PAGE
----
Breaking in new coaches rarely goes smoothly. While a change in head coachis always the most difficult transition, I would say that a significant change at offensive coordinator comes next. The Pittsburgh Steelers experienced those growing pains moving on from Bruce Arians to Todd Haley.
Now they have moved on from Haley and are moving forward with Randy Fichtner as their offensive coordinator. While he has been with the team in some capacity since 2007, he has never held that post, or any post higher than position coach, at the NFL level.
The fact that there is on-staff continuity is reason for optimism for a relatively smooth transition, but there are always risks involved when making any sort of change at such an important post, and Michael Irvin asked Antonio Brown about that transition when he appeared on NFL Network earlier.
“We’ve got a great guy in Randy Fichtner. He’s been around for a long time, he’s not new”, Brown told Irvin about Fichtner, who originally served as the Steelers’ wide receivers coach from 2007 to 2009, the year before they drafted Brown.
“He knows what we do well. He knows some things we can work on and some things that [we can do] better. But we’re in great hands with him”, the wide receiver continued. “He’s been around a long time and seen the game a long time and he’s approachable. You can come to him. He don’t react under tough situations. So I’m excited about this start under Randy Fichtner”.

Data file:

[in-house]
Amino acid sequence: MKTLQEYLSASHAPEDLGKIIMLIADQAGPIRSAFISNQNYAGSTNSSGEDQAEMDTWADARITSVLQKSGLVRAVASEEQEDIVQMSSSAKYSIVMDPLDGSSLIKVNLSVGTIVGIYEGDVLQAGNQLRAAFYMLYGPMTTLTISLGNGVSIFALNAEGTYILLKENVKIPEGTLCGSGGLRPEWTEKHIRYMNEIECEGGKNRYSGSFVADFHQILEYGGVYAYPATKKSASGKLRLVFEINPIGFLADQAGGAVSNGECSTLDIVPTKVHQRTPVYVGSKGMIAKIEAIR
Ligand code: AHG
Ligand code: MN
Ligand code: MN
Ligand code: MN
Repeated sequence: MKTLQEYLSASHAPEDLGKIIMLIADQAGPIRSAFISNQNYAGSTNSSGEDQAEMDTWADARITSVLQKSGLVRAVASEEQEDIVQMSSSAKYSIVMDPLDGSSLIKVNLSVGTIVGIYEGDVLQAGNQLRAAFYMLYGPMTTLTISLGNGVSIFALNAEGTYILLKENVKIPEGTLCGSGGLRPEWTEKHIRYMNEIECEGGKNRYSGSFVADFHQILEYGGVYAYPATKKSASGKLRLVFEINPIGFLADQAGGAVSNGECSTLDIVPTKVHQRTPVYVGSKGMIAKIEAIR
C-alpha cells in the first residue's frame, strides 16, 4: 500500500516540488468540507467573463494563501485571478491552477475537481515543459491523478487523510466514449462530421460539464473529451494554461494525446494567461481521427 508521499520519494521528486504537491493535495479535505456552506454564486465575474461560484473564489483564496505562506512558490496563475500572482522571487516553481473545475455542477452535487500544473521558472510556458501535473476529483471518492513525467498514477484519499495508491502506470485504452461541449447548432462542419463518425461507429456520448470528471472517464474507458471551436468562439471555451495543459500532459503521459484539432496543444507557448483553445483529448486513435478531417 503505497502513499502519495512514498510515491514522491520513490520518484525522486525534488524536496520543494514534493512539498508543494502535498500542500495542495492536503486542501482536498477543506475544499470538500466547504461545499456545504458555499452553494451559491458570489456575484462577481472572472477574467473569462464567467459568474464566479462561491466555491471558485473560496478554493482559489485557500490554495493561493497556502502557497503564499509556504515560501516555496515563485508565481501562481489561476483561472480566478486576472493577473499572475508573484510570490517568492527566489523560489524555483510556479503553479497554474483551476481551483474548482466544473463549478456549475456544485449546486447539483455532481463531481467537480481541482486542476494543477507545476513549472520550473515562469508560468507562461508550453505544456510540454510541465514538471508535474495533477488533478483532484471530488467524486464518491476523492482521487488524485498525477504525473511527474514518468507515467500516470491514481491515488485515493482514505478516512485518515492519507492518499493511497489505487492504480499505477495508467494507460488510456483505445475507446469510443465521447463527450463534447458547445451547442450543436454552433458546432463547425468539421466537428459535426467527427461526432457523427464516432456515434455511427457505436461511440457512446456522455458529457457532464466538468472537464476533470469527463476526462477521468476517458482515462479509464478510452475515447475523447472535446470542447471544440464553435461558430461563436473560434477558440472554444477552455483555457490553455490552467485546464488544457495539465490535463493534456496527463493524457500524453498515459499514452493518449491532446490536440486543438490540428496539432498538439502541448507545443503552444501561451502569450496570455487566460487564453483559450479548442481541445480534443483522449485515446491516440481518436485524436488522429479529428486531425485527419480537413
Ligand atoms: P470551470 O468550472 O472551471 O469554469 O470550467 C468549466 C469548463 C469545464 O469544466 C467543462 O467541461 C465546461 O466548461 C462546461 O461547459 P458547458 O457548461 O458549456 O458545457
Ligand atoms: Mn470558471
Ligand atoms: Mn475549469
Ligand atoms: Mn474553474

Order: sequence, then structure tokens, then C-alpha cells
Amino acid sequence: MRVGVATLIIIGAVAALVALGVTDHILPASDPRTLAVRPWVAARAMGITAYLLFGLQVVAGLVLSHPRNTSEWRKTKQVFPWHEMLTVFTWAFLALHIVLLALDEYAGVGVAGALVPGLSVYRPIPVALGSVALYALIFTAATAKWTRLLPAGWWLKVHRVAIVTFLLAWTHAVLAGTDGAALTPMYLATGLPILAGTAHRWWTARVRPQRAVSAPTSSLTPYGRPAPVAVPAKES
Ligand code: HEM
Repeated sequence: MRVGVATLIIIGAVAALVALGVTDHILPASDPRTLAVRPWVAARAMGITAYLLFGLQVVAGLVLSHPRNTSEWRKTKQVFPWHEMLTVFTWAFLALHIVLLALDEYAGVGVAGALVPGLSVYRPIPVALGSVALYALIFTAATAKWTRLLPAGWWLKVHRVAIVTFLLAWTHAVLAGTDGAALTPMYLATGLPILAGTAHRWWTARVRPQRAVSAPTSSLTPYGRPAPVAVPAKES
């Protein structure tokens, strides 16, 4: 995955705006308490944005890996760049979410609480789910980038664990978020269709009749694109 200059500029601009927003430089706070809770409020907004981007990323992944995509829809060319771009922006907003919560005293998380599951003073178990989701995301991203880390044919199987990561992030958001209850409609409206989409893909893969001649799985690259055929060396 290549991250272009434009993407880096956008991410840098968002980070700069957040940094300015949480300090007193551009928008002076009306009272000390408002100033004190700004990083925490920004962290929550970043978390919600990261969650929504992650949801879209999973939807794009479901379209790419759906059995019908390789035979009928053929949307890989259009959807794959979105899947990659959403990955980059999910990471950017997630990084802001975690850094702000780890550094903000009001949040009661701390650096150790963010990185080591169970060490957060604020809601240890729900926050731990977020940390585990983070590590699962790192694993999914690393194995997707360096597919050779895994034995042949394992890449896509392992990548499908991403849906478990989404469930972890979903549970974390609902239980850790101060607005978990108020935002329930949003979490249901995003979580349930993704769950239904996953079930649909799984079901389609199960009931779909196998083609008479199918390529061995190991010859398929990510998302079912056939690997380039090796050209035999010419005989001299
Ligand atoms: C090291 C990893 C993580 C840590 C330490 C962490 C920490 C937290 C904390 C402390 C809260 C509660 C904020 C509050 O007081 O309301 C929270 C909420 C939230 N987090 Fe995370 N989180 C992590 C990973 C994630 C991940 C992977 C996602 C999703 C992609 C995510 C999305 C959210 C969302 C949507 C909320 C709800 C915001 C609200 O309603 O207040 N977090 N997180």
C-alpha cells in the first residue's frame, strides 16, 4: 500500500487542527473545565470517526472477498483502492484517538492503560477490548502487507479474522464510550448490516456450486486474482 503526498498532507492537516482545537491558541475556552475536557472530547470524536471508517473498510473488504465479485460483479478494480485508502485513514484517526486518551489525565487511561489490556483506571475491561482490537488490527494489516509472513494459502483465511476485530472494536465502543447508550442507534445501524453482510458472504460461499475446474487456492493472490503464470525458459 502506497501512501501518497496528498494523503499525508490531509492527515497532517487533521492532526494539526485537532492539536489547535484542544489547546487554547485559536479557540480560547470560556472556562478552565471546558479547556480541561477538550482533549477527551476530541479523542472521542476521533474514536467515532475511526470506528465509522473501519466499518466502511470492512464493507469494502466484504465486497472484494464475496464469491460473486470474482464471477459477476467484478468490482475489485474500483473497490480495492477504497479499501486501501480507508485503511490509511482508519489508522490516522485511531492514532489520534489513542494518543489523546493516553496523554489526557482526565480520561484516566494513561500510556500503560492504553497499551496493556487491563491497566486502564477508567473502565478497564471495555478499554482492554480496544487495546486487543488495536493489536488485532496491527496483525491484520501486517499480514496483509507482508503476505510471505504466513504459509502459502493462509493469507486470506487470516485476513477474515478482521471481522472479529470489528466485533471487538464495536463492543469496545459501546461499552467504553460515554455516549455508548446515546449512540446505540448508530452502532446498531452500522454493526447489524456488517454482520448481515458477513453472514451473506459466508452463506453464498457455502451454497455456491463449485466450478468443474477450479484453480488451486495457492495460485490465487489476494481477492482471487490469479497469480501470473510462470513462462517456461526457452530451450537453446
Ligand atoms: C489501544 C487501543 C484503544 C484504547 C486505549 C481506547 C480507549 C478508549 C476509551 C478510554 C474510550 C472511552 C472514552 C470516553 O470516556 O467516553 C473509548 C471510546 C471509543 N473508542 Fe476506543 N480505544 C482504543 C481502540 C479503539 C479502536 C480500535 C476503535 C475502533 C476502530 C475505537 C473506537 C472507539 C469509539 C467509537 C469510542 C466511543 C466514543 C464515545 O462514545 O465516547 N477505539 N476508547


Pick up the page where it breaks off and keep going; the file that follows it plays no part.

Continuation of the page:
Brown has had an exceptional career playing in Haley’s offense. I don’t think anybody can possibly dispute that. Over the past four seasons, in all of which he was named a first-team All-Pro, he has totaled 472 receptions for 6349 yards and 44 receiving touchdowns, averaging 118, 1587, and 11 per season over that span.
Irvin cited examples of other prominent receives who so their numbers dip after losing their offensive coordinator, but Brown didn’t seem to share his concern—not that he would actually come out and say it if he really did.
But it would be hard to imagine Brown ever thinking that he didn’t have almost complete control over his ability to succeed. All he needs is a quarterback willing to throw him the ball, and he’ll have that as long as Ben Roethlisberger is there.
As for the new offensive coordinator, Fichtner previously said that he got the opportunity to get some practice calling plays during the preseason last year. He also got the chance to spend time down at the field level having direct interaction with the players in-game, in hindsight grooming him for this promotion.